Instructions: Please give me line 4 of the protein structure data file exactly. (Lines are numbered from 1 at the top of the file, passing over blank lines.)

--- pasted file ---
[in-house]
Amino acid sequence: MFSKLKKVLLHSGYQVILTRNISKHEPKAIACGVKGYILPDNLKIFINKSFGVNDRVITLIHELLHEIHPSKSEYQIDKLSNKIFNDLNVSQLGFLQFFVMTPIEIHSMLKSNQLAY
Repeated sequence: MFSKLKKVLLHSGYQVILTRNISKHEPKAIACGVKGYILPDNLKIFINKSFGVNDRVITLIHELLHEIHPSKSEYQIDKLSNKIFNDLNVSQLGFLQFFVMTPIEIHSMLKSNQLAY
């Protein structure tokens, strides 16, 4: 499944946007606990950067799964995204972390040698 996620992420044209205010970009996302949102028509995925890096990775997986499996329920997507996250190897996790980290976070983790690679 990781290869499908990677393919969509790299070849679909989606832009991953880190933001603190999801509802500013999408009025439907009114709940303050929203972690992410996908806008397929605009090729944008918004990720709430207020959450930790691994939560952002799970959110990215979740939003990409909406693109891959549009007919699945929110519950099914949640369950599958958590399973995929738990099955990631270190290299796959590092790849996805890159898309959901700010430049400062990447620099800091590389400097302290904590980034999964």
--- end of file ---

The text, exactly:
């Protein structure tokens, strides 16, 4: 499944946007606990950067799964995204972390040698 996620992420044209205010970009996302949102028509995925890096990775997986499996329920997507996250190897996790980290976070983790690679 990781290869499908990677393919969509790299070849679909989606832009991953880190933001603190999801509802500013999408009025439907009114709940303050929203972690992410996908806008397929605009090729944008918004990720709430207020959450930790691994939560952002799970959110990215979740939003990409909406693109891959549009007919699945929110519950099914949640369950599958958590399973995929738990099955990631270190290299796959590092790849996805890159898309959901700010430049400062990447620099800091590389400097302290904590980034999964």